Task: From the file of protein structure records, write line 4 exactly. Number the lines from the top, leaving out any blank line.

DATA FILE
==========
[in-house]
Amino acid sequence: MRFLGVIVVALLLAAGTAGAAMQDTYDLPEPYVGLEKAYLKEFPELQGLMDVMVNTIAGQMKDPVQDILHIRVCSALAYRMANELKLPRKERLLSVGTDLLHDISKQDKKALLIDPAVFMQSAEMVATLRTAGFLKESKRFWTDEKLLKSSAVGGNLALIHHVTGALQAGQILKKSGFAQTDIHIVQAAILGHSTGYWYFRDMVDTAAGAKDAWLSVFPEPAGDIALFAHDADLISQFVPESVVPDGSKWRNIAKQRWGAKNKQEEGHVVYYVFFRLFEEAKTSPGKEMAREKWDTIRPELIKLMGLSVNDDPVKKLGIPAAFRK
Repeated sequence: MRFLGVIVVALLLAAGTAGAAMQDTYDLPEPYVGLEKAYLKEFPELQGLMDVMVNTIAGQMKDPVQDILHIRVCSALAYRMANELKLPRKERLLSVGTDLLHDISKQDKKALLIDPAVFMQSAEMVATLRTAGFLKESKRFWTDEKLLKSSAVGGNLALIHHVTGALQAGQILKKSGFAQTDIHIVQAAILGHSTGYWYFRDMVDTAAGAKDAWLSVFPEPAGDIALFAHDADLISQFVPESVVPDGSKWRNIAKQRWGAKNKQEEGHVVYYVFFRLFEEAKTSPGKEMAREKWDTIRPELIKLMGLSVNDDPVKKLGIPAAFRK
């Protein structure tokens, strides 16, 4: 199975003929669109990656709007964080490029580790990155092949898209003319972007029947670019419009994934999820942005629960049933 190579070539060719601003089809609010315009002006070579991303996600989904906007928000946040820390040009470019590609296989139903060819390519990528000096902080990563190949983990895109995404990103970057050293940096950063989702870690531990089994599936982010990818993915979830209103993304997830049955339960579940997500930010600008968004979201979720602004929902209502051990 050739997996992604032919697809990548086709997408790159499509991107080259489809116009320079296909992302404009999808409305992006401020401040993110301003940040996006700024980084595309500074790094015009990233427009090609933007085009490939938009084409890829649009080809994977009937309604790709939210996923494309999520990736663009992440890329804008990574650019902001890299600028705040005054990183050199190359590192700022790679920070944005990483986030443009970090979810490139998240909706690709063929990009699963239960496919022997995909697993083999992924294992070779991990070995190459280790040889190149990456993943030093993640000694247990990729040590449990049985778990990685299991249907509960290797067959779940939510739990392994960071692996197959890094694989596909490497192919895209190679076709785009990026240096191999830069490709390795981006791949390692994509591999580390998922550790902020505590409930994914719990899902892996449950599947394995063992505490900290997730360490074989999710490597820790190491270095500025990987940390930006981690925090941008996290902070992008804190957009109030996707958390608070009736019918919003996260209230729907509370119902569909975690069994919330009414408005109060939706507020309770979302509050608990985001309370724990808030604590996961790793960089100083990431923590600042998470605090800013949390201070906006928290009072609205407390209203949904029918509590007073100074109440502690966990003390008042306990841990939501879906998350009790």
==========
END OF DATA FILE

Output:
């Protein structure tokens, strides 16, 4: 199975003929669109990656709007964080490029580790990155092949898209003319972007029947670019419009994934999820942005629960049933 190579070539060719601003089809609010315009002006070579991303996600989904906007928000946040820390040009470019590609296989139903060819390519990528000096902080990563190949983990895109995404990103970057050293940096950063989702870690531990089994599936982010990818993915979830209103993304997830049955339960579940997500930010600008968004979201979720602004929902209502051990 050739997996992604032919697809990548086709997408790159499509991107080259489809116009320079296909992302404009999808409305992006401020401040993110301003940040996006700024980084595309500074790094015009990233427009090609933007085009490939938009084409890829649009080809994977009937309604790709939210996923494309999520990736663009992440890329804008990574650019902001890299600028705040005054990183050199190359590192700022790679920070944005990483986030443009970090979810490139998240909706690709063929990009699963239960496919022997995909697993083999992924294992070779991990070995190459280790040889190149990456993943030093993640000694247990990729040590449990049985778990990685299991249907509960290797067959779940939510739990392994960071692996197959890094694989596909490497192919895209190679076709785009990026240096191999830069490709390795981006791949390692994509591999580390998922550790902020505590409930994914719990899902892996449950599947394995063992505490900290997730360490074989999710490597820790190491270095500025990987940390930006981690925090941008996290902070992008804190957009109030996707958390608070009736019918919003996260209230729907509370119902569909975690069994919330009414408005109060939706507020309770979302509050608990985001309370724990808030604590996961790793960089100083990431923590600042998470605090800013949390201070906006928290009072609205407390209203949904029918509590007073100074109440502690966990003390008042306990841990939501879906998350009790």